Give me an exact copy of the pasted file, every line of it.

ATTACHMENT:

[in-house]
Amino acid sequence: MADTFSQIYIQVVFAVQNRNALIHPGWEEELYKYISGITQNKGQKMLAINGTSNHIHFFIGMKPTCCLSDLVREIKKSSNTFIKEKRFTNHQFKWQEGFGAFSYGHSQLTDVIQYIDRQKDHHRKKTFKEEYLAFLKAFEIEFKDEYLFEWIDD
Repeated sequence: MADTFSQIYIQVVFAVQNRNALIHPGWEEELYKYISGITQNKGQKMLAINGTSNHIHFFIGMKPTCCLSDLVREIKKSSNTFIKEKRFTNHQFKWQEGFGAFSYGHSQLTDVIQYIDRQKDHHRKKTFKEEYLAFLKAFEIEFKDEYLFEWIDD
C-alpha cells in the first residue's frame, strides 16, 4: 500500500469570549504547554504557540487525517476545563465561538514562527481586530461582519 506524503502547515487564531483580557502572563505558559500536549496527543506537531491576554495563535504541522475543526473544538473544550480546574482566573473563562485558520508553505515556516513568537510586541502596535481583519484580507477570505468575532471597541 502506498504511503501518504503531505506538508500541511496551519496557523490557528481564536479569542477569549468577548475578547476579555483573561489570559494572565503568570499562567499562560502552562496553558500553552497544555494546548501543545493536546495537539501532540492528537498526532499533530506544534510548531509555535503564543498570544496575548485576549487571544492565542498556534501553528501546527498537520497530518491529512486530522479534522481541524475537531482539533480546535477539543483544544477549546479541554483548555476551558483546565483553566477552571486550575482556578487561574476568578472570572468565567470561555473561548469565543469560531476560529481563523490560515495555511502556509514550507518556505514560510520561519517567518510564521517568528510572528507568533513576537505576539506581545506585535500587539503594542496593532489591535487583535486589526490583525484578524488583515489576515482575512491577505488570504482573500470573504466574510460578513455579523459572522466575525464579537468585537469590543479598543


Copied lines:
[in-house]
Amino acid sequence: MADTFSQIYIQVVFAVQNRNALIHPGWEEELYKYISGITQNKGQKMLAINGTSNHIHFFIGMKPTCCLSDLVREIKKSSNTFIKEKRFTNHQFKWQEGFGAFSYGHSQLTDVIQYIDRQKDHHRKKTFKEEYLAFLKAFEIEFKDEYLFEWIDD
Repeated sequence: MADTFSQIYIQVVFAVQNRNALIHPGWEEELYKYISGITQNKGQKMLAINGTSNHIHFFIGMKPTCCLSDLVREIKKSSNTFIKEKRFTNHQFKWQEGFGAFSYGHSQLTDVIQYIDRQKDHHRKKTFKEEYLAFLKAFEIEFKDEYLFEWIDD
C-alpha cells in the first residue's frame, strides 16, 4: 500500500469570549504547554504557540487525517476545563465561538514562527481586530461582519 506524503502547515487564531483580557502572563505558559500536549496527543506537531491576554495563535504541522475543526473544538473544550480546574482566573473563562485558520508553505515556516513568537510586541502596535481583519484580507477570505468575532471597541 502506498504511503501518504503531505506538508500541511496551519496557523490557528481564536479569542477569549468577548475578547476579555483573561489570559494572565503568570499562567499562560502552562496553558500553552497544555494546548501543545493536546495537539501532540492528537498526532499533530506544534510548531509555535503564543498570544496575548485576549487571544492565542498556534501553528501546527498537520497530518491529512486530522479534522481541524475537531482539533480546535477539543483544544477549546479541554483548555476551558483546565483553566477552571486550575482556578487561574476568578472570572468565567470561555473561548469565543469560531476560529481563523490560515495555511502556509514550507518556505514560510520561519517567518510564521517568528510572528507568533513576537505576539506581545506585535500587539503594542496593532489591535487583535486589526490583525484578524488583515489576515482575512491577505488570504482573500470573504466574510460578513455579523459572522466575525464579537468585537469590543479598543